“Quetiapine is a common atypical antipsychotic used to treat mental disorders such as schizophrenia, bipolar disorder, and major depressive disorder. There has been increasing number of reports describing its cardiotoxicity. However, the molecular mechanisms underlying quetiapine-induced myocardial injury remain largely unknown.
Herein, we reported a novel cell death type, quetiapine-induced necroptosis, which accounted for quetiapine cardiotoxicity in mice and proposed novel therapeutic strategies.
Quetiapine-treated hearts showed inflammatory infiltration and evident fibrosis after 21-day continuous injection. The specific increases of protein levels of RIP3, MLKL and the phosphorylation of MLKL showed that quetiapine-induced necroptotic cell death both in vivo and in vitro. Pharmacologic blockade of necroptosis using its specific inhibitor Necrostatin-1 attenuated quetiapine-induced myocardial injury in mice.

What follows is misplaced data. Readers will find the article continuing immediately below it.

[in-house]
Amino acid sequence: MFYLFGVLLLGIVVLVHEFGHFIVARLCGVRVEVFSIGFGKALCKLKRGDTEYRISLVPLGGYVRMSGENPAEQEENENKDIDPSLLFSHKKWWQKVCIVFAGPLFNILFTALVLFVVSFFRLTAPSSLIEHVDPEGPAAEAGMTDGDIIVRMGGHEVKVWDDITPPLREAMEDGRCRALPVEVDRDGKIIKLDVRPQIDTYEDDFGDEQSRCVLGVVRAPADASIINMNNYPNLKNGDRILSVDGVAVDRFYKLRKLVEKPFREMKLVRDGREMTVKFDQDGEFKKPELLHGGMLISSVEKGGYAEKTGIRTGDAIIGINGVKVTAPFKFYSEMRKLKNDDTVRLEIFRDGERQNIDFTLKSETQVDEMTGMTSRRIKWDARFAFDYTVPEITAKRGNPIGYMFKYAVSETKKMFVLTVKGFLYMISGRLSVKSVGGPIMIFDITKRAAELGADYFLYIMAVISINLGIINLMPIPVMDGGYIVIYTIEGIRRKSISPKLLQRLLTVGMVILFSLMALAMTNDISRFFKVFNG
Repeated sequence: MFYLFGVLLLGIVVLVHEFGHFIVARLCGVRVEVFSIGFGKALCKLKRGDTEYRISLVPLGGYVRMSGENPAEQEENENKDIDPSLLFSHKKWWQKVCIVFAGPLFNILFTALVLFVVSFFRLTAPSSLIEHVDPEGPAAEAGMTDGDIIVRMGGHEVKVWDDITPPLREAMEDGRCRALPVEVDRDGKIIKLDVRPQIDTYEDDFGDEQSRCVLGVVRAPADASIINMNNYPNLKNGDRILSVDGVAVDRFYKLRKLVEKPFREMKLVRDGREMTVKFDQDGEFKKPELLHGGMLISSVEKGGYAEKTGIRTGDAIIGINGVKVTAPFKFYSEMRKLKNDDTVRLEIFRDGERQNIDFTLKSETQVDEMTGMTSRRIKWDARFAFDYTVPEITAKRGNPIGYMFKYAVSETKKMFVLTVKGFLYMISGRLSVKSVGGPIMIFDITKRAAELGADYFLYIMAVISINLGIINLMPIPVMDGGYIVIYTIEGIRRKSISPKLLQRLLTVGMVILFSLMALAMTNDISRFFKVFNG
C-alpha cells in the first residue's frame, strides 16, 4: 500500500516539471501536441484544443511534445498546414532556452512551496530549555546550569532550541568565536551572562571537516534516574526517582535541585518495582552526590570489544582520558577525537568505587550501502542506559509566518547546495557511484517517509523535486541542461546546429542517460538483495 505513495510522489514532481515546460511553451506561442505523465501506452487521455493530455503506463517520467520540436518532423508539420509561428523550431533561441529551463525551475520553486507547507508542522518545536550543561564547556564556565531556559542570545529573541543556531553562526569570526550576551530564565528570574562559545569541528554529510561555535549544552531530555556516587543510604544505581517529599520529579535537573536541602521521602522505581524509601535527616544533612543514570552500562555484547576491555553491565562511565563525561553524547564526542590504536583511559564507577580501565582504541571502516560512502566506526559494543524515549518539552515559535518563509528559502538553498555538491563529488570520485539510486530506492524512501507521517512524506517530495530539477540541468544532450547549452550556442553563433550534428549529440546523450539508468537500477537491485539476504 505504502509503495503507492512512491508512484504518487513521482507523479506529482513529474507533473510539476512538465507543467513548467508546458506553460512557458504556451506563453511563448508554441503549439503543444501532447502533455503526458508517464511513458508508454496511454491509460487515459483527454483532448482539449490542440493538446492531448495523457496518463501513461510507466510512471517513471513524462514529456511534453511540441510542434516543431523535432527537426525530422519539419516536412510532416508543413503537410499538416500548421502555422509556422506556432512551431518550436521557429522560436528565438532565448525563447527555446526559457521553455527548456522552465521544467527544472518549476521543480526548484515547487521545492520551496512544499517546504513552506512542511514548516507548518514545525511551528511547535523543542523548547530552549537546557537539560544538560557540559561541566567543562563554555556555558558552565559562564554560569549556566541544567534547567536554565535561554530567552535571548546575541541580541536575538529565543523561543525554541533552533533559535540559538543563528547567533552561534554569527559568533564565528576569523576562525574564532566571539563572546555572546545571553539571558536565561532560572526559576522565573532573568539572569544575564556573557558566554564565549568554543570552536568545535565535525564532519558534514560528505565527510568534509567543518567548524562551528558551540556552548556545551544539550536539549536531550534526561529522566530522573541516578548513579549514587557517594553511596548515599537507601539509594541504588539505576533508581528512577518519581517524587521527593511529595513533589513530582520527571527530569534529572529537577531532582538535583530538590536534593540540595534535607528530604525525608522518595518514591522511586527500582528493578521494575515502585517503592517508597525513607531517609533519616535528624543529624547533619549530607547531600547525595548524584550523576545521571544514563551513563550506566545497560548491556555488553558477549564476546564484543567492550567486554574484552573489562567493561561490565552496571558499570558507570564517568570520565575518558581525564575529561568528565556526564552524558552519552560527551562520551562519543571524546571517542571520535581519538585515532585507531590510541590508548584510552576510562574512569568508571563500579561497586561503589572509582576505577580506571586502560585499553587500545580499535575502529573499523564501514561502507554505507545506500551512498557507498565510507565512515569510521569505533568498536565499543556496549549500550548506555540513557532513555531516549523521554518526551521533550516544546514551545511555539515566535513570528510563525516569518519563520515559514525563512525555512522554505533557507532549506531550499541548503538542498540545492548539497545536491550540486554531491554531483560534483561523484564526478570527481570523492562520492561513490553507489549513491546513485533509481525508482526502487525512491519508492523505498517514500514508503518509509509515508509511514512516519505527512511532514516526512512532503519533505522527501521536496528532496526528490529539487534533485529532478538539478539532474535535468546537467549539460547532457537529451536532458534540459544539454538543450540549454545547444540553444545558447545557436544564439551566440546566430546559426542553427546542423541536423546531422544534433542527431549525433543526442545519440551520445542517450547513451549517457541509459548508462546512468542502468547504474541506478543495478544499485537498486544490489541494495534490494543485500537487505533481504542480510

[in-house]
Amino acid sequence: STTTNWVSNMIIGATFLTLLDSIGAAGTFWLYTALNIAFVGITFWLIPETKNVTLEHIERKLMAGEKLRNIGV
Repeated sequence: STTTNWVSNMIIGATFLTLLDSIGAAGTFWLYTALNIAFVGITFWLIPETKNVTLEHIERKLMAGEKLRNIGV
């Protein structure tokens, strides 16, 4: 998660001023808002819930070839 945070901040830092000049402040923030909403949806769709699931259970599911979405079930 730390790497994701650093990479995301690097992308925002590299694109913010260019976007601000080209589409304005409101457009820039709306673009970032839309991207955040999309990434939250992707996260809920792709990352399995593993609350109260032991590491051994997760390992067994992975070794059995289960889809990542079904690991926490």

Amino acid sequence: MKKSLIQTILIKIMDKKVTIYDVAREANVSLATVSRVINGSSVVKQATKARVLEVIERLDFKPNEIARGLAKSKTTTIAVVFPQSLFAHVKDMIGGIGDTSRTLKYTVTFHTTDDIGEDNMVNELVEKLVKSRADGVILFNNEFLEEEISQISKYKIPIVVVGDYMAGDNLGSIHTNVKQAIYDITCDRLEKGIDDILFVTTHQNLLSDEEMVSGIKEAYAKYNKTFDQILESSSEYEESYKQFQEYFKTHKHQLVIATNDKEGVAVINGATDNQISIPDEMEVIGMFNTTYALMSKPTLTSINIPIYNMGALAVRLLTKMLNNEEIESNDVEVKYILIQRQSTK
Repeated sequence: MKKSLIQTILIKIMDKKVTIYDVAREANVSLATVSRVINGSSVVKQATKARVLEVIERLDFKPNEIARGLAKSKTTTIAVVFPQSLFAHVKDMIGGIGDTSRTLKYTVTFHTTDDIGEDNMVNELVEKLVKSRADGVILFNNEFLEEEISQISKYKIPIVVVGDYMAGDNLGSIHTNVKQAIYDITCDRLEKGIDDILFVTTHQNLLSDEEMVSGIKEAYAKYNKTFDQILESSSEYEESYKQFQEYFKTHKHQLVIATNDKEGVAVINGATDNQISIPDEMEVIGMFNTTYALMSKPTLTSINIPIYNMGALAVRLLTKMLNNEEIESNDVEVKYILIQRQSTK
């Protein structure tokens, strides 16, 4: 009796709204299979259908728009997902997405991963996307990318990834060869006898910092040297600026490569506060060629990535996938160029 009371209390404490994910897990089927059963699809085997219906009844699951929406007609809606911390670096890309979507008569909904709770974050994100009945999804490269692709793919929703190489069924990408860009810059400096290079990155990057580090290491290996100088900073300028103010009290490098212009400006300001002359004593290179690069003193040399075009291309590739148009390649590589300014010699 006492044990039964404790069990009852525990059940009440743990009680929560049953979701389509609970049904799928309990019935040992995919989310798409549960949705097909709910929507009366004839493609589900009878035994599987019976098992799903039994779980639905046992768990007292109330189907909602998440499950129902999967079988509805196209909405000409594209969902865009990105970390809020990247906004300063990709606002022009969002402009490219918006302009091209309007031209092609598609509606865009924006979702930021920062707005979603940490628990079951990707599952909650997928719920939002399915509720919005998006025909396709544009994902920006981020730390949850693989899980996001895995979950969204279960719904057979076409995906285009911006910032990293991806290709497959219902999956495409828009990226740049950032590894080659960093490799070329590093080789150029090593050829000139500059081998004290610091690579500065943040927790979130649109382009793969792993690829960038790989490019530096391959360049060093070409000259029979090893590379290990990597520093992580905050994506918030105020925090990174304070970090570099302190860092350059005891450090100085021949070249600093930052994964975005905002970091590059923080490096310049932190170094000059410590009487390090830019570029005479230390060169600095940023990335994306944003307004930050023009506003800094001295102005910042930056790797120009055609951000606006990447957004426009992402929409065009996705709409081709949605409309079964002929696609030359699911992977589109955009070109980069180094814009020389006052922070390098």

In addition, quetiapine imbalanced the endocannabinoid system and caused opposing effects on two cannabinoid receptors (CB1R and CB2R).
Specific antagonists of CB1R (AM 281, Rimonabant), but not its agonist ACEA significantly ameliorated the heart histopathology induced by chronic quetiapine exposure. By contrast, specific agonists of CB2R (JWH-133, AM 1241), but not its antagonist AM 630 exerted beneficial roles against quetiapine cardiotoxicity.
The protective agents (AM 281, Rimonabant, AM 1241, and JWH-133) consistently inactivated the quetiapine-induced necroptosis signaling. Quetiapine bidirectionally regulates cannabinoid receptors and induces myocardial necroptosis, leading to cardiac toxic effects.
Therefore, pharmacologic inhibition of CB1R or activation of CB2R represents promising therapeutic strategies against quetiapine-induced cardiotoxicity.”